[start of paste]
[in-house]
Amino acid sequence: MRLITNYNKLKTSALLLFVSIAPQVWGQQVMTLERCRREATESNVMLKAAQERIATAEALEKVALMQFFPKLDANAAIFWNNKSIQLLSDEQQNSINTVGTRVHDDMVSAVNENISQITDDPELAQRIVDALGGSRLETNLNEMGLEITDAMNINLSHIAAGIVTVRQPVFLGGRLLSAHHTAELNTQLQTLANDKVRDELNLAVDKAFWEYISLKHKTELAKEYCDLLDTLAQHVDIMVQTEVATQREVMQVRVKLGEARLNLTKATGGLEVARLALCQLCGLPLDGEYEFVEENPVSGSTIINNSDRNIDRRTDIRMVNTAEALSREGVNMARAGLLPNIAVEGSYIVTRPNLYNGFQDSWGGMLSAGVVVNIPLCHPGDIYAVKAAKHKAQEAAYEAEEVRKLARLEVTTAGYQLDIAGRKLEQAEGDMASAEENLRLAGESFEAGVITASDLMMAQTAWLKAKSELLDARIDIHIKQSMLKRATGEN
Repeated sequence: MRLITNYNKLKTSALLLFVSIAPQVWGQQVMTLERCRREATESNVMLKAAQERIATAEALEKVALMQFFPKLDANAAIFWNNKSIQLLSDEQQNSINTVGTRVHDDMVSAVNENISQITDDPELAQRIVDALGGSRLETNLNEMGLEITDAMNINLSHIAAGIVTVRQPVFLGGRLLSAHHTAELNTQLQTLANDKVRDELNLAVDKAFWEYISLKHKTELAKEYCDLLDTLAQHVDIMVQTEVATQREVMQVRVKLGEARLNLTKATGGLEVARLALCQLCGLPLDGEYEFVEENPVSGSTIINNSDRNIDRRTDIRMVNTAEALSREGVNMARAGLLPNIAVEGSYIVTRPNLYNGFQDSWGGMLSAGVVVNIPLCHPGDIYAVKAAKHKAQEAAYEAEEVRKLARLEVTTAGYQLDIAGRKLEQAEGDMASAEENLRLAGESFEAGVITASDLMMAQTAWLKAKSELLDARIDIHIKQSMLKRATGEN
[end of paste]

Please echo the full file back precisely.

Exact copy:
[in-house]
Amino acid sequence: MRLITNYNKLKTSALLLFVSIAPQVWGQQVMTLERCRREATESNVMLKAAQERIATAEALEKVALMQFFPKLDANAAIFWNNKSIQLLSDEQQNSINTVGTRVHDDMVSAVNENISQITDDPELAQRIVDALGGSRLETNLNEMGLEITDAMNINLSHIAAGIVTVRQPVFLGGRLLSAHHTAELNTQLQTLANDKVRDELNLAVDKAFWEYISLKHKTELAKEYCDLLDTLAQHVDIMVQTEVATQREVMQVRVKLGEARLNLTKATGGLEVARLALCQLCGLPLDGEYEFVEENPVSGSTIINNSDRNIDRRTDIRMVNTAEALSREGVNMARAGLLPNIAVEGSYIVTRPNLYNGFQDSWGGMLSAGVVVNIPLCHPGDIYAVKAAKHKAQEAAYEAEEVRKLARLEVTTAGYQLDIAGRKLEQAEGDMASAEENLRLAGESFEAGVITASDLMMAQTAWLKAKSELLDARIDIHIKQSMLKRATGEN
Repeated sequence: MRLITNYNKLKTSALLLFVSIAPQVWGQQVMTLERCRREATESNVMLKAAQERIATAEALEKVALMQFFPKLDANAAIFWNNKSIQLLSDEQQNSINTVGTRVHDDMVSAVNENISQITDDPELAQRIVDALGGSRLETNLNEMGLEITDAMNINLSHIAAGIVTVRQPVFLGGRLLSAHHTAELNTQLQTLANDKVRDELNLAVDKAFWEYISLKHKTELAKEYCDLLDTLAQHVDIMVQTEVATQREVMQVRVKLGEARLNLTKATGGLEVARLALCQLCGLPLDGEYEFVEENPVSGSTIINNSDRNIDRRTDIRMVNTAEALSREGVNMARAGLLPNIAVEGSYIVTRPNLYNGFQDSWGGMLSAGVVVNIPLCHPGDIYAVKAAKHKAQEAAYEAEEVRKLARLEVTTAGYQLDIAGRKLEQAEGDMASAEENLRLAGESFEAGVITASDLMMAQTAWLKAKSELLDARIDIHIKQSMLKRATGEN